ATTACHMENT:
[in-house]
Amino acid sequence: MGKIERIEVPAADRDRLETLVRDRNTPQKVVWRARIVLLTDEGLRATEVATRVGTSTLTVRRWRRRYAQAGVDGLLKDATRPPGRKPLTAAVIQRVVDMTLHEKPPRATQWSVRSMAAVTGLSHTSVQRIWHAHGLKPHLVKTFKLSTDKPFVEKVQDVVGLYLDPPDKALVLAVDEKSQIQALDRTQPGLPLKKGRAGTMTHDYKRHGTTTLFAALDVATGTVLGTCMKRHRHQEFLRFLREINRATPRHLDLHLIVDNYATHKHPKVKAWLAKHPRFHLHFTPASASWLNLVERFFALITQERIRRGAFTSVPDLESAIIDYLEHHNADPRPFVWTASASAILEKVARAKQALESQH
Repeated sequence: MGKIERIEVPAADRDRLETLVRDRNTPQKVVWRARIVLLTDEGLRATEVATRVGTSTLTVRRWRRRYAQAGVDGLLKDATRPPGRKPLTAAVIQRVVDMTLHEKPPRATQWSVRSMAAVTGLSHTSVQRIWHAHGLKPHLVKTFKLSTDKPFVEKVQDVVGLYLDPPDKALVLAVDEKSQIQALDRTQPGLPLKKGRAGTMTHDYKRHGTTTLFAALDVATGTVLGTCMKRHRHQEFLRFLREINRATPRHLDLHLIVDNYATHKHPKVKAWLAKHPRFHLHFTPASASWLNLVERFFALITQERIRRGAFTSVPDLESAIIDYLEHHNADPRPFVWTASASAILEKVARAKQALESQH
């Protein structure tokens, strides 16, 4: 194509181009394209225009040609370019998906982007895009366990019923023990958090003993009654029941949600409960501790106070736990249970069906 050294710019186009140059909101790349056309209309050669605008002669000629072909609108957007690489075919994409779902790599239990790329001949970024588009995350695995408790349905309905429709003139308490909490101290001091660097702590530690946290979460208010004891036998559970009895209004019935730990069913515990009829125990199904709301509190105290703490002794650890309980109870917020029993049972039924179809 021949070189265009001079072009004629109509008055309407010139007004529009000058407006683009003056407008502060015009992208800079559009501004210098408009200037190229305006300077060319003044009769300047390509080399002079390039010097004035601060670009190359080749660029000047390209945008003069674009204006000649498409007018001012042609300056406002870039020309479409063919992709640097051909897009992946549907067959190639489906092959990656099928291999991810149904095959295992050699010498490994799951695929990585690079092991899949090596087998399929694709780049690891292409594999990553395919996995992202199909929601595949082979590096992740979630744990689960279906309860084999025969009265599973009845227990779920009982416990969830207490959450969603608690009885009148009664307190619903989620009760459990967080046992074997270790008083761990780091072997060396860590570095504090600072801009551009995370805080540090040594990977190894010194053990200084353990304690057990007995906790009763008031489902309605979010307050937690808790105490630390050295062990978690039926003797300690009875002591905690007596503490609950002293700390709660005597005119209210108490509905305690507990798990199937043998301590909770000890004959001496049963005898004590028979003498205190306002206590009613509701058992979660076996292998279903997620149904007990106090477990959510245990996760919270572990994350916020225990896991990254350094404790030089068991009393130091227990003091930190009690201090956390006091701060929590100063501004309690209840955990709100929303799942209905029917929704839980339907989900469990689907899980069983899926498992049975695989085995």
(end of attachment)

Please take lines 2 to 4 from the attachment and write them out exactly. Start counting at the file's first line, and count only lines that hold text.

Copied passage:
Amino acid sequence: MGKIERIEVPAADRDRLETLVRDRNTPQKVVWRARIVLLTDEGLRATEVATRVGTSTLTVRRWRRRYAQAGVDGLLKDATRPPGRKPLTAAVIQRVVDMTLHEKPPRATQWSVRSMAAVTGLSHTSVQRIWHAHGLKPHLVKTFKLSTDKPFVEKVQDVVGLYLDPPDKALVLAVDEKSQIQALDRTQPGLPLKKGRAGTMTHDYKRHGTTTLFAALDVATGTVLGTCMKRHRHQEFLRFLREINRATPRHLDLHLIVDNYATHKHPKVKAWLAKHPRFHLHFTPASASWLNLVERFFALITQERIRRGAFTSVPDLESAIIDYLEHHNADPRPFVWTASASAILEKVARAKQALESQH
Repeated sequence: MGKIERIEVPAADRDRLETLVRDRNTPQKVVWRARIVLLTDEGLRATEVATRVGTSTLTVRRWRRRYAQAGVDGLLKDATRPPGRKPLTAAVIQRVVDMTLHEKPPRATQWSVRSMAAVTGLSHTSVQRIWHAHGLKPHLVKTFKLSTDKPFVEKVQDVVGLYLDPPDKALVLAVDEKSQIQALDRTQPGLPLKKGRAGTMTHDYKRHGTTTLFAALDVATGTVLGTCMKRHRHQEFLRFLREINRATPRHLDLHLIVDNYATHKHPKVKAWLAKHPRFHLHFTPASASWLNLVERFFALITQERIRRGAFTSVPDLESAIIDYLEHHNADPRPFVWTASASAILEKVARAKQALESQH
């Protein structure tokens, strides 16, 4: 194509181009394209225009040609370019998906982007895009366990019923023990958090003993009654029941949600409960501790106070736990249970069906 050294710019186009140059909101790349056309209309050669605008002669000629072909609108957007690489075919994409779902790599239990790329001949970024588009995350695995408790349905309905429709003139308490909490101290001091660097702590530690946290979460208010004891036998559970009895209004019935730990069913515990009829125990199904709301509190105290703490002794650890309980109870917020029993049972039924179809 021949070189265009001079072009004629109509008055309407010139007004529009000058407006683009003056407008502060015009992208800079559009501004210098408009200037190229305006300077060319003044009769300047390509080399002079390039010097004035601060670009190359080749660029000047390209945008003069674009204006000649498409007018001012042609300056406002870039020309479409063919992709640097051909897009992946549907067959190639489906092959990656099928291999991810149904095959295992050699010498490994799951695929990585690079092991899949090596087998399929694709780049690891292409594999990553395919996995992202199909929601595949082979590096992740979630744990689960279906309860084999025969009265599973009845227990779920009982416990969830207490959450969603608690009885009148009664307190619903989620009760459990967080046992074997270790008083761990780091072997060396860590570095504090600072801009551009995370805080540090040594990977190894010194053990200084353990304690057990007995906790009763008031489902309605979010307050937690808790105490630390050295062990978690039926003797300690009875002591905690007596503490609950002293700390709660005597005119209210108490509905305690507990798990199937043998301590909770000890004959001496049963005898004590028979003498205190306002206590009613509701058992979660076996292998279903997620149904007990106090477990959510245990996760919270572990994350916020225990896991990254350094404790030089068991009393130091227990003091930190009690201090956390006091701060929590100063501004309690209840955990709100929303799942209905029917929704839980339907989900469990689907899980069983899926498992049975695989085995």